Proctors rake in record fines

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A trashing victim pleads his case

 

Proctors have fined Oxford students over £10,000 for exam ‘trashings’, more than five times last year’s figure – largely through the use of Facebook evidence.

OUSU President Martin McCluskey has demanded an end to the use of social networking sites such as Facebook in disciplinary matters, and has called for a fairer and more transparent fining process.

Between Trinity Term 2007 and Hilary Term 2008, the Proctors collected over £11,065 in fines, compared to £1670 and £2385 in the last two years. Over £10,000 came from offences linked to trashing, where prosecutions relied upon evidence taken from sifting through Facebook posts and photos.

Such ‘trashings’ are a relatively recent Oxford tradition and involve graduating students spraying each other with champagne, flour, eggs, confetti, shaving foam, ‘silly string’ and other substances. In recent years there have been some reports of students hurling squid and cat-food. In 2004, following complaints by residents, the University resorted to spot-fines of up to £70, but only fourteen students were caught.

This year, using photos posted on Facebook as evidence, fifty-six fines were given out for “engaging in activities likely to cause injury or impair safety and/or disorderly behaviour”, compared to none the previous year. These ranged from £40 to £500, with the great majority of fines £150 or less.

Four students were fined without even committing physical acts. They were fined for “inciting or conspiring to engage in prohibited activities”, with three students fined £40 and one £80 for the crime of “posting messages which could be interpreted by others as encouragement to breach the regulations.”

Outgoing Senior Proctor James Forder revealed the increase in fines at his Oration to University Congregation on 12 March, and was open about the use of Facebook postings to identify culprits and dismissive of subsequent student outrage.

Forder, an Economics tutor at Balliol College, said, “there is one clear sign that we took the right line over misbehaviour after examinations: everyone was furious with us.”

“OUSU expressed a fury. What could be more innocent than celebrating the end of the best undergraduate education in the world than by destroying the environment in which it was enjoyed? What could be more reprehensible than looking at a Web site to crack down on it?”

“We were asked these questions by student representatives, in slightly differing words, at almost every meeting with them during the year. Indeed, it even knocked OUSU’s requests for more money and more representation on University committees into second place in their representations to us.”

OUSU President McCluskey’s initial response over the past week was to call attention to the issue with the creation of a Facebook group named ‘Judge, Jury and Executioner: Proctors Take £10,000’, with over 240 members having joined so far.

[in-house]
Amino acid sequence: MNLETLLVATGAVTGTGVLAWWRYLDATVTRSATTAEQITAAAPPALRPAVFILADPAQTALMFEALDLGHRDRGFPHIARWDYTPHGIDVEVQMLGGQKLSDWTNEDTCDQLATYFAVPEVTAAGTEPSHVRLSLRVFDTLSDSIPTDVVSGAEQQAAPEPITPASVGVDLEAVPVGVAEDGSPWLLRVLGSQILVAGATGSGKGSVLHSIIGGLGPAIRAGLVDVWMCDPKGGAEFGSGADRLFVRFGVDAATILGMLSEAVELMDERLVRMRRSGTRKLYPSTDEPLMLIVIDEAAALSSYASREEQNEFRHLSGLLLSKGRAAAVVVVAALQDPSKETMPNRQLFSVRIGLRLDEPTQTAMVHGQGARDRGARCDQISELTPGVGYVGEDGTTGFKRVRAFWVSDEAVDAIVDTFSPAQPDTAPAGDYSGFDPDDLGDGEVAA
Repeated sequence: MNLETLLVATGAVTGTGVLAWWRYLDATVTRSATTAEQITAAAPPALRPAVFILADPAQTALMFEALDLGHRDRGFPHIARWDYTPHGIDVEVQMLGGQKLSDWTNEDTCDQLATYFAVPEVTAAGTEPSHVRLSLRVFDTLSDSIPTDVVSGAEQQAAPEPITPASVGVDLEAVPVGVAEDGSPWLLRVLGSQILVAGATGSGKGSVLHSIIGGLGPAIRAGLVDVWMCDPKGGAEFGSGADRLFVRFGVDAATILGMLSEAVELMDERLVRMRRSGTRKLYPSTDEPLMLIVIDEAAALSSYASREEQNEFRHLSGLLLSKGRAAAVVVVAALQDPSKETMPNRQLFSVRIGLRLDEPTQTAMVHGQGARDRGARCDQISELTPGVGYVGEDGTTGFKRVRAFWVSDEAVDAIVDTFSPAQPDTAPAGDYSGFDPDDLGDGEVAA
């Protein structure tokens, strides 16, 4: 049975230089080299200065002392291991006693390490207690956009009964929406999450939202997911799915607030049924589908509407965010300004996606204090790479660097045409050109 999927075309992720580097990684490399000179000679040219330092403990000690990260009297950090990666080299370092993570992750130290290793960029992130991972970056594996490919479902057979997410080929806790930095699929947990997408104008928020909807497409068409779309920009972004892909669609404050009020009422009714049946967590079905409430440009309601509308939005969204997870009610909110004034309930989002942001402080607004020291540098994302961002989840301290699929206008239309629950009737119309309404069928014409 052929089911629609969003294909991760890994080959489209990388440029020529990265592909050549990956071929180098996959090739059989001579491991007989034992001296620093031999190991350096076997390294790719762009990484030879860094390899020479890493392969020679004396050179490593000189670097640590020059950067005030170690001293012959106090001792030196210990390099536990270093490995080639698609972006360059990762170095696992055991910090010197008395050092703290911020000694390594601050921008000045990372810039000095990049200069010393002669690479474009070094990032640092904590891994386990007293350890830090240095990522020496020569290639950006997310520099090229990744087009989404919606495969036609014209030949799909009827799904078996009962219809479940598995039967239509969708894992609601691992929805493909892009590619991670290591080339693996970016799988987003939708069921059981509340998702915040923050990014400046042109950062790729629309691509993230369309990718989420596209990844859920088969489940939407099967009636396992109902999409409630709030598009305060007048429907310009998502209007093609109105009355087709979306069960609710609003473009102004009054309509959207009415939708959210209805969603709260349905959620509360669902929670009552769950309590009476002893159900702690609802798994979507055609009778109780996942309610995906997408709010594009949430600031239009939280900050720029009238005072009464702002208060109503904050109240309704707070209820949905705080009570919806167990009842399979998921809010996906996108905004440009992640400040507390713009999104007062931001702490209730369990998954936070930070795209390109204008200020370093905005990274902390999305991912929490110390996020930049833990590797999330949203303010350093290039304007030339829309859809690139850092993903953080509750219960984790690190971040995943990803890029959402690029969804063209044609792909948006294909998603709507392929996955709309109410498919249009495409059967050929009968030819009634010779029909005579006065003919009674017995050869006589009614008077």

Following on from this, there will now be a motion on the issue in the OUSU Council on Friday, demanding action from the Proctors.

OUSU are calling for “the publication of a schedule of fines to ensure that people know the fines they face for various offences,” as well as “an end to the use of Facebook and other Social Networking Sites” in pursuing disciplinary cases, and “the introduction of a more fair and transparent system, suitable for a modern University.”

At the Council, petitions will also be handed out to collect signatures for these demands ahead of a meeting OUSU have scheduled with the Proctors on Thursday of 2nd Week.

McCluskey says that the aim is “not to try and justify trashing – not to try and justify people throwing things at their friends – but to tie down a proper system of fining. There is no explanation of what constitutes a £40 fine and what constitutes a £500 fine.”

“I want to move the debate away from just trashing. What happened last year points to major problems in the system that allow one group of Proctors to pursue a certain agenda, in spite of precedent and the expectations of students based on previous sets of Proctors,” McCluskey continued.

“I agree that things got out of hand last year and that the impact on the local community was detrimental. However, the way to stop it is not to progressively become more punitive. This issue has come up at nearly every Proctor’s meeting with OUSU since 1992 and things haven’t improved.”

“If we’re ever going to see any real change, it’s only going to be by entering into a constructive dialogue with everyone involved and I’m glad that the new Proctors have been more open to listening and engaging with students over this issue and others,” he concluded.

Council bills for clearing up after ‘trashings’ can run into thousands of pounds, but the University fines are not used to pay for this. Instead, an Oxford University Press Office spokeswoman said that “the yearly funds from fines go to a good cause within the University.”

This year, the fines were split equally between the Bodleian Library Redevelopment Fund and the Friends of the Pitt Rivers Museum.

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